• Dhali: I am glad you found love, but being so far apart must be difficult.
  • Wulf: Much knowledge has been lost over time, mainly due to Dragon Breaks. Teleportation and portals were once common and even used by carriage drivers. I have rediscovered teleportation. I am still learning new ways of using it. For instance, I can now teleport a squad of Dragonguard with me. At first, I had to teleport and then summon each Dragonguard individually. All of the Dragonguard Mages have learnt the spells.
  • Khao: There is no history of teleportation or portals on Akavir.
  • Wulf: Yes, that is surprising and intriguing. All the races of Tamriel developed them in some form.
  • Dhali: You can teleport to Rigmor or summon her here.
  • Wulf: Yes, but I cannot be seen with Rigmor in Cyrodiil.
  • Dhali: For reasons that will be revealed eventually?
  • Wulf: How did you guess?
  • Celestine: You will meet Rigmor soon. We have not named her Swordmaster, as we thought another Swordmaster should do that. However, none of us doubt she is of sufficient skill.
  • Dhali: Wulf is a Swordmaster.
  • Vayu: As Grandmaster, I cannot allow Wulf to declare for Rigmor. That is an old rule of The Dragonguard.
  • Dhali: A rule that was not onerous when other Swordmasters were available for judging.
  • Wulf: The title would be meaningful to Rigmor to acknowledge the training her deceased father provided.
  • Dhali: Then I would be pleased to judge Rigmor. What is her fighting style?
  • Wulf: Rigmor is the finest wielder of the greatsword I have seen. She has recently transitioned to kai-katana, which has increased her lethality.
  • Dhali: We have no greatsword Swordmaster for Rigmor to spar. However, I regard P’Sua as of sufficient skill to measure her worth.
  • P’Sua: I would be honoured to participate, but the speed of a kai-katana would give Rigmor an advantage.
  • Dhali: Swords of equal weight and material are used for Swordmaster evaluations. You would have the choice of style and material. Rigmor will have to adapt if it is something unfamiliar to her.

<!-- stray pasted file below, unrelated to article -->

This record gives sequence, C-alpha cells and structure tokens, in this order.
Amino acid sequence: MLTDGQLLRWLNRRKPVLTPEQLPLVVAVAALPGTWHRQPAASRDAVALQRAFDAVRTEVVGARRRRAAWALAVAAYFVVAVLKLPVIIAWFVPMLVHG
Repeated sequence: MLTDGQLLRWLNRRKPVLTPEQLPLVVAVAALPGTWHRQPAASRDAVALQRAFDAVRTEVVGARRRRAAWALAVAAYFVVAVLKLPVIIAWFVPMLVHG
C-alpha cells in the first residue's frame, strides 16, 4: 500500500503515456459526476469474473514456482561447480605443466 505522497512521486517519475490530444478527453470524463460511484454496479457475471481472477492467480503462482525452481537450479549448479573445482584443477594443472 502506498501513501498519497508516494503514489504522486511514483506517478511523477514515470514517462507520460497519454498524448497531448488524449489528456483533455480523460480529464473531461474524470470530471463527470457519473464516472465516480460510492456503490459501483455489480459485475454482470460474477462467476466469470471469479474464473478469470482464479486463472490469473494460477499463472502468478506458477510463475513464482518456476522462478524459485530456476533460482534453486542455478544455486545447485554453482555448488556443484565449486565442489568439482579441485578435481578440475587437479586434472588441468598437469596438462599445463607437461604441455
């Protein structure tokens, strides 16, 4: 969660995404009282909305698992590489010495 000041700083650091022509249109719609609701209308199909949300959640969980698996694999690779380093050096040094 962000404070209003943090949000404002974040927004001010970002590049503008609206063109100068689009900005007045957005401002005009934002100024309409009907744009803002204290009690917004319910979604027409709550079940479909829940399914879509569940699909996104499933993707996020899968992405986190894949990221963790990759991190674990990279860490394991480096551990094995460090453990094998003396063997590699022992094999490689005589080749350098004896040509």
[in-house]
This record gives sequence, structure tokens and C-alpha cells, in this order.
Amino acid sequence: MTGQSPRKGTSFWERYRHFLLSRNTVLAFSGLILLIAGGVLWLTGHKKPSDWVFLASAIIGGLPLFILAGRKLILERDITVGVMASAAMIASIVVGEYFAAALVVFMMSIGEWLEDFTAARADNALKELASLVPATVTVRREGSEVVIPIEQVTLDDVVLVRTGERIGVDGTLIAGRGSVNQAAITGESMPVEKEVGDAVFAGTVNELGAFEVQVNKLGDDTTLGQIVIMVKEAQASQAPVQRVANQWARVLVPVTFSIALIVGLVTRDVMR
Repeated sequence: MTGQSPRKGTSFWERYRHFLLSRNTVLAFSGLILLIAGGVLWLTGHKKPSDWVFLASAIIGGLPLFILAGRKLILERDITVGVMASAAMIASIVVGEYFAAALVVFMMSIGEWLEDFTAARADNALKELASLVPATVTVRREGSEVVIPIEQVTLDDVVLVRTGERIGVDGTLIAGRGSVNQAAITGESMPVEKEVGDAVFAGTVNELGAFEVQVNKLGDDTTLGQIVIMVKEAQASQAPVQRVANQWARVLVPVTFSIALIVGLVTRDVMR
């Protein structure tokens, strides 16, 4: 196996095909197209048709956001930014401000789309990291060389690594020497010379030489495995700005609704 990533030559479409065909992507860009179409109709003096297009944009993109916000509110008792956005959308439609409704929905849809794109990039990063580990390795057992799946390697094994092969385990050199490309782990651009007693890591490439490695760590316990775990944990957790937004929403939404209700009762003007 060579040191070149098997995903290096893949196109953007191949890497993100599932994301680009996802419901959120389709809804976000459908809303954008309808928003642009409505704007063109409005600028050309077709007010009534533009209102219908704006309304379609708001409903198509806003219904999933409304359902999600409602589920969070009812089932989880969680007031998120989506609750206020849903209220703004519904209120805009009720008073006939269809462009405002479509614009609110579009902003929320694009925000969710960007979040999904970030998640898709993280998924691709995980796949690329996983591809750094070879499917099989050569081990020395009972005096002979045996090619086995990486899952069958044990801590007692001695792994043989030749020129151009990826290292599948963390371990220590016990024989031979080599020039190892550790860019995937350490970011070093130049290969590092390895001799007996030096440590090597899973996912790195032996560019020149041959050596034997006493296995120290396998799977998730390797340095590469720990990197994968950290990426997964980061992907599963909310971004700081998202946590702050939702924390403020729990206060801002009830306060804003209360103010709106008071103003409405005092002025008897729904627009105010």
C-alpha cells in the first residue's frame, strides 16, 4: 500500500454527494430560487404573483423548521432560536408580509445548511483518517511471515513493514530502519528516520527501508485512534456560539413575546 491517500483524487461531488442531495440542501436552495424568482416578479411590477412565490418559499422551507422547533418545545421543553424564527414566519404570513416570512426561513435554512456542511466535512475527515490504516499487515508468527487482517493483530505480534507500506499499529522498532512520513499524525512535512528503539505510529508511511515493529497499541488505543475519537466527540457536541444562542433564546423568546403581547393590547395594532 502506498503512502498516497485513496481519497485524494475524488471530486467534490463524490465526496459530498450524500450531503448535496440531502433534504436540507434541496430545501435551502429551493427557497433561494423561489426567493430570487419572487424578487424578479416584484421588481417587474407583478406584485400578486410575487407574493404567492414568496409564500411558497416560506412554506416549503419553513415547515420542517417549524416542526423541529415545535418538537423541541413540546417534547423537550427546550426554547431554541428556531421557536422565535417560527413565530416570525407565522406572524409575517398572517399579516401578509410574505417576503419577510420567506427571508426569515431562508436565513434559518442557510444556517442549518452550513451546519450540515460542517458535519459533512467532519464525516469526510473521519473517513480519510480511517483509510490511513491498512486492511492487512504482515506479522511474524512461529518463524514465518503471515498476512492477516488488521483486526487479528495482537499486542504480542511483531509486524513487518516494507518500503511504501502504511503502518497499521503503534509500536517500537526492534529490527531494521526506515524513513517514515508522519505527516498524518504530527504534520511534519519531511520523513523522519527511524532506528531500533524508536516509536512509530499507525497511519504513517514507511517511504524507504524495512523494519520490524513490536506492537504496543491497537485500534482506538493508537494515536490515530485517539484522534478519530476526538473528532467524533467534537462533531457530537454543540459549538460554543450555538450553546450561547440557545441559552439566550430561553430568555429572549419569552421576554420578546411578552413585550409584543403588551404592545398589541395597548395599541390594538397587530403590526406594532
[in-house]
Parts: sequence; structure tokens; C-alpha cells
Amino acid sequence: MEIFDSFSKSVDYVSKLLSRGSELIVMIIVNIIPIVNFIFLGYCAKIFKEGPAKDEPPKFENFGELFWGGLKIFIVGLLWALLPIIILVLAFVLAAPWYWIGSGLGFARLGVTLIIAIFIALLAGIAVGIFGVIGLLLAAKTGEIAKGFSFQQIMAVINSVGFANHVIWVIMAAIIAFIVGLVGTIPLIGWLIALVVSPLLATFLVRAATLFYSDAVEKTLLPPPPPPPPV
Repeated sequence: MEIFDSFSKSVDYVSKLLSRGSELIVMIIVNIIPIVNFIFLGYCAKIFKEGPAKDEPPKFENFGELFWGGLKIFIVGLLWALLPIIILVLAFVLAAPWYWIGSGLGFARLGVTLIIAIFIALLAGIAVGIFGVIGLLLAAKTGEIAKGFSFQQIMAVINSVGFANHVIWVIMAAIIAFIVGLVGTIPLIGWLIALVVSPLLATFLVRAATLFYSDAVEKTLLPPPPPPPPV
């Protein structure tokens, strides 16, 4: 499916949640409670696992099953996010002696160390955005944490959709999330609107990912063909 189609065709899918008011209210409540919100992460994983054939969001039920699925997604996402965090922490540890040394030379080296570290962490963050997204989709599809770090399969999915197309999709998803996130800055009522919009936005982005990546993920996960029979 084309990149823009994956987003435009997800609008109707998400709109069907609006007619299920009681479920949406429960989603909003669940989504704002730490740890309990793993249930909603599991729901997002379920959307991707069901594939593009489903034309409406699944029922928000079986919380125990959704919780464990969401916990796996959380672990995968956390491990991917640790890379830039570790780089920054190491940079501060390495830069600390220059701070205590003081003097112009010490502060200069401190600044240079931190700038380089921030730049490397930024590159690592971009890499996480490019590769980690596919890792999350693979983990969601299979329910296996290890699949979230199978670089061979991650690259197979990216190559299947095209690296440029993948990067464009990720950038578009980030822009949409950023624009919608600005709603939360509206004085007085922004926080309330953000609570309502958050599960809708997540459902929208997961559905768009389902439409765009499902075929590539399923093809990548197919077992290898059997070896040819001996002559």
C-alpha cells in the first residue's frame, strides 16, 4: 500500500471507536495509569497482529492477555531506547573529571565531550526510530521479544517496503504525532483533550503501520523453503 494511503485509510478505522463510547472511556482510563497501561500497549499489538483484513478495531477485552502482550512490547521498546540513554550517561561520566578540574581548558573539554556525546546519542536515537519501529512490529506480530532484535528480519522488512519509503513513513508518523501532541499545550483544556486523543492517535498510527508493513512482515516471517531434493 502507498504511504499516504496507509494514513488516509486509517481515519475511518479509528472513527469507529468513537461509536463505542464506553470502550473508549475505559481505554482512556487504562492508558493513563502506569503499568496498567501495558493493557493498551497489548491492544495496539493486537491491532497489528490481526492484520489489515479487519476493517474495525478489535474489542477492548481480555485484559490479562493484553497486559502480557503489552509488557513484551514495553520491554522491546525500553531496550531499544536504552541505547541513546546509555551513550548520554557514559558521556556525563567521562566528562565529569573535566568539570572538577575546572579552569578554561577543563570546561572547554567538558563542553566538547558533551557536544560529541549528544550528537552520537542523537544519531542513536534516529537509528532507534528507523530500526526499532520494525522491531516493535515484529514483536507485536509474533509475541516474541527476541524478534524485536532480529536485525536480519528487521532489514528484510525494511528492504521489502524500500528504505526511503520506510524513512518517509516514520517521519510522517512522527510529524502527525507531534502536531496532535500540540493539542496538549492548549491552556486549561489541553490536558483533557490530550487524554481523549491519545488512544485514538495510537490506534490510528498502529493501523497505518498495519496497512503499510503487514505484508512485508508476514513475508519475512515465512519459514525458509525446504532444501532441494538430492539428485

• Vayu: The sparring is only one aspect of the evaluation.
  • Dhali: Sword forms are equally as important.
  • Wulf: Rigmor’s sword forms are mesmerising and precise. I will watch with pride.
  • P’Sua: May I ask, Wulf, how many you have slain in combat?
  • Wulf: I remember everyone I kill with a bow or sword. The number of mortals I have killed with those weapons is over three thousand. The number of undead eliminated with bow and sword is half that many. It is impossible to say how many more I have killed with Thu’um and spell.
  • P’Sua: You remember them?
  • Wulf: Celestine, give me a number between one and three thousand.
  • Celestine: One thousand two hundred and thirty-three.
  • Wulf: She was a bandit in good quality leather armour and armed with a battleaxe. We were not far out of Riften when her gang attacked. Lydia, Rigmor and you, Celestine, were with me. She was skilful, but her weapon of choice would always be a handicap in terms of speed. I let her swing, pushed her axe aside and then decapitated her. She blinked as her head flew, and she slowly closed her eyes as her head rolled on landing.
  • P’Sua: You remember them all in such detail?
  • Wulf: Yes. It was a decision I made when I feared my Dov impulses. I was also concerned that I had the potential of insane butchery like Pelinal Whitestrake. My memory is unnatural in how accurately and in what volume it retains things. That was not a gift from The Divines, but a natural gift present from birth.